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Tuesday, August 11, 2020

‘Giving away money is a lot harder than it seems’

The scale of India and the scale of India’s problems are such that even if you combine all the government spending and all philanthropic spending, we’re not going to make enough of a dent," says Ingrid Srinath.

Written by Kavitha Iyer | Updated: November 4, 2019 9:45:49 am
mumbai city news, Philantrophy, Corporate philanthrophy, billionaires, Ashoka University, Poverty, Economic disparity, Indian Express Ingrid Srinath, director, Centre for Social Impact and Philanthropy, Ashoka University.

The Ashoka University’s Centre for Social Impact and Philanthropy, which works with grant-makers and civil society to grow their scale, recently held a summit in Mumbai on innovations in the social sector. The Centre’s director Ingrid Srinath spoke to Kavitha Iyer about change that is effective, replicable and sustainable. Excerpts:

Why is innovation needed in the social sector or philanthropy, and why now?

The scale of India and the scale of India’s problems are such that even if you combine all the government spending and all philanthropic spending, we’re not going to make enough of a dent. If you look at the sustainable development goals (SDG), the largest shortfalls in the world are going to be in India. We’re trillions of dollars short of meeting those goals. We’re going to have to do things differently if we’re going to have any chance of changing that. As brilliant as somebody’s work may be in one district or five districts, if we can’t find a way to replicate that model or to scale it across 600 districts, we’re not going to make a dent. The SDGs are one part of it. The aspirations of people are outpacing our ability to meet them, whether on jobs, education, health, child rights, women safety. Clearly, even when things have been effective, they haven’t been at the scale of effective enough or effective sustainably. That’s why we need innovation.

What kind of innovation? Can you give us an example?

The Right to Information Act, NREGA ? these are innovations as much as putting a laptop in every classroom or changing the way curriculum is developed. Look at the kind of mobilisation via WhatsApp across the country, for different kinds of causes, some of which you may or may not agree with. But the reality is that it is a really simple technology that is being used to change minds at the scale of hundreds of millions. There are also some mobile phone app-driven technologies such as those used by anganwadis and ASHA workers; they’re low cost, easy-to-replicate innovation that is saving lives.

Why do Indian billionaires not give away their money?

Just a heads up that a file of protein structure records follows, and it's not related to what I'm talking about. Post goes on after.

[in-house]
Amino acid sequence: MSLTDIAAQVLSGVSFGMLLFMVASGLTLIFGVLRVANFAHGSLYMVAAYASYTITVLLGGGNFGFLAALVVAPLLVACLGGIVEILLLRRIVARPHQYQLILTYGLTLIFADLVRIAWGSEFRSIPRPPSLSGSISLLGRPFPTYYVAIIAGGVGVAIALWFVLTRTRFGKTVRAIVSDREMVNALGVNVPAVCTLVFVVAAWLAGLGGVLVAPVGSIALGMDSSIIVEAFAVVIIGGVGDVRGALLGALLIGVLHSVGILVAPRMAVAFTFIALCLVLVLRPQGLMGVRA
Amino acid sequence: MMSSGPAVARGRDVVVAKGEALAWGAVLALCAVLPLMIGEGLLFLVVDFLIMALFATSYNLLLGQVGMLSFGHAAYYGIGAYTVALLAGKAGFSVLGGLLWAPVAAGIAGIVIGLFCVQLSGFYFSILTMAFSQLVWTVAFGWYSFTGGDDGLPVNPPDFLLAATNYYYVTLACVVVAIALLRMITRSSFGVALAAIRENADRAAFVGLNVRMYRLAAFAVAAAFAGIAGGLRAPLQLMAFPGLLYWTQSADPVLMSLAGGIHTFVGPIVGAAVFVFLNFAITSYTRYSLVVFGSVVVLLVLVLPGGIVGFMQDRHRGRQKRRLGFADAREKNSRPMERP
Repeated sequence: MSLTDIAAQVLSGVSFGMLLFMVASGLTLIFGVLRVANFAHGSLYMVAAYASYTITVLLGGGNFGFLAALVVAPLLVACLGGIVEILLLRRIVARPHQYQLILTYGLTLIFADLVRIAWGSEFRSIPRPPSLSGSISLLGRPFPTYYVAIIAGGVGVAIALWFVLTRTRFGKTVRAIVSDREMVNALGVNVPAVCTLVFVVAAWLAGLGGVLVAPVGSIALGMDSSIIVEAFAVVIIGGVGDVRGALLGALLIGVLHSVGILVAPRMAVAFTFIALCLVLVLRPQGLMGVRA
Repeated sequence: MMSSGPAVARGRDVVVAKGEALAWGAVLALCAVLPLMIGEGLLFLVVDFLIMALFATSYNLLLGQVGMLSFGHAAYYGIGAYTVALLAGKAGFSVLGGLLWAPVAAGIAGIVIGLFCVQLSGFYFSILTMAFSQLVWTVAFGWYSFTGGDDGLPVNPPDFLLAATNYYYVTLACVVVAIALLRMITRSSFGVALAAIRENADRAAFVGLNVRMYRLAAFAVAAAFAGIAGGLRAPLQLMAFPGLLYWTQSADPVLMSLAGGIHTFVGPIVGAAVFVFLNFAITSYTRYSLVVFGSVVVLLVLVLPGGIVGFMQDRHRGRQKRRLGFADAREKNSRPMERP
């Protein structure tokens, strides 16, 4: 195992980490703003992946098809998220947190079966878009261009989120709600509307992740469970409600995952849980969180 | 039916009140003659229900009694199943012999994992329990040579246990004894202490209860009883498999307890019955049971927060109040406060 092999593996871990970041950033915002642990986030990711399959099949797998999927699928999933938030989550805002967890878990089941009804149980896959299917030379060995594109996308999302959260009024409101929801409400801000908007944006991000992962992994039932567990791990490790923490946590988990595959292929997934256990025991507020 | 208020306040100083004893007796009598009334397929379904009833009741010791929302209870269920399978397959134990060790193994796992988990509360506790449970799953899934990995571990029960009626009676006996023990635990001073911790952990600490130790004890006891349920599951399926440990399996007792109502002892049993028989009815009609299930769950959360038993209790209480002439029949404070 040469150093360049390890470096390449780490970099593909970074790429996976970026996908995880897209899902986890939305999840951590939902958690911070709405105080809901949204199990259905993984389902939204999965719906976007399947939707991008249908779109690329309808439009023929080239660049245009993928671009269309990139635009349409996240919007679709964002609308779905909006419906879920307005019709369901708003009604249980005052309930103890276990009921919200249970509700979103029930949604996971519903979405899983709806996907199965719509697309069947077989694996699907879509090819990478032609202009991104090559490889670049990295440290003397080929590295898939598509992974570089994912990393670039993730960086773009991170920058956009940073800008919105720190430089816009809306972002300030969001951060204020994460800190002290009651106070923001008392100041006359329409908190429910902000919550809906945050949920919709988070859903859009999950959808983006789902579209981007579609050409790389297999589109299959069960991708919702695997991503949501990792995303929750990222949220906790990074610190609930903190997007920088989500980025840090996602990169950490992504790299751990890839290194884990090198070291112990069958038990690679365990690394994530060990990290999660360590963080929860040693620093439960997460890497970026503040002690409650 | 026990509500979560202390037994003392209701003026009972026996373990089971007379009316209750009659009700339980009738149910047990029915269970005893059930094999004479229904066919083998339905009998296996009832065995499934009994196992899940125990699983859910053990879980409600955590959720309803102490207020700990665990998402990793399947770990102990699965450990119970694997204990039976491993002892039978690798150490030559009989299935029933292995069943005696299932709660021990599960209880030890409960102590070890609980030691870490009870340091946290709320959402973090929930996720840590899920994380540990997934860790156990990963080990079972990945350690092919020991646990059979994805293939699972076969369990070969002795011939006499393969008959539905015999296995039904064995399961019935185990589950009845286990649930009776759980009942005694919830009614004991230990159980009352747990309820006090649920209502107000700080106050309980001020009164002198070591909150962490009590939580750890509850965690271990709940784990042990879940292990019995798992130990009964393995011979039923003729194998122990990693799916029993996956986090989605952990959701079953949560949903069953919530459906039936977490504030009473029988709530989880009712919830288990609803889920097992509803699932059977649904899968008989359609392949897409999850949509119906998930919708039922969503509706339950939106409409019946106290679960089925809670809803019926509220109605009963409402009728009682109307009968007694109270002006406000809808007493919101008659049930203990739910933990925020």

Some do, and some don’t. Azim Premji or the Tata and Birlas have been donating large sums for years and decades. The short answer is we don’t know ? there is no research on this. If I have to guess, I would say there are some factors. One is that we are still not at that stage of wealth creation that we’re certain this is here to stay. In many cases, it is first generation wealth. It’s still a new phenomenon to be this wealthy. Also, giving away money is a lot harder than it seems. Having been a fundraiser and a grant-maker, I know giving away money is harder than raising it. It sounds ludicrous, but is true. To find the right partner, to figure out the right programme is harder than just asking for money. The government tells us there are 3.1 million NGOs. I have never seen this list. Nobody I know has ever seen this list. We have been trying for the last two years to get a hold of this list. As a culture, we believe the right hand shouldn’t know what the left hand is doing when it comes to charity. People don’t talk about their charity, so there are no good role models. We also don’t have a clear norm — as a middle class person, how would you know what’s a good percentage of your income to give? We don’t know what the average Indian gives. The only data available is the finance minister’s reports on revenue forgone in her budget speech that gives you an idea of how much tax exemption was claimed. It doesn’t tell you how much people gave. If we know how much people gave, we would perhaps know where we stand. Better data would help.

Is the government’s role key and how do you rate policymaking on philanthropy?

For one, there is no focal point within the government for this sector. Like for the business sector, there is the ministry of corporate affairs, there is no equivalent body for the non-profit sector.

Tax incentives for philanthropy have been gradually reduced over the years to just one, the 80G, where you can write down your income by 50 per cent of what you have donated. If you compare it with other countries, while in India you can reduce your taxable income by 50 per cent of what you donated, in Singapore they will let you deduct 125 per cent of your contribution. They’re actually incentivising philanthropy. Then there is a series of policy points that prevents non-profits from ever becoming sustainable — if you use more than 50 per cent of FCRA money for your institutional costs then you lose FCRA, even donors who want to fund institutional costs can’t do it; under CSR, people are really restricting themselves to a list of items; if a charity decides to set up its own income generating activity, it will lose tax exemptions as soon as revenues exceed income by a certain percentage; if you don’t spend 85 per cent of the money you raise this year, it will become taxable.

If they had to design a policy framework to ensure that non-profits never achieve sustainability, this would be it. There are a number of different policy changes that can be made. The NITI Aayog commissioned us recently to review all these policies. We have submitted the report and they’ve asked us to do some follow-up work. I am optimistic, but cautiously so.

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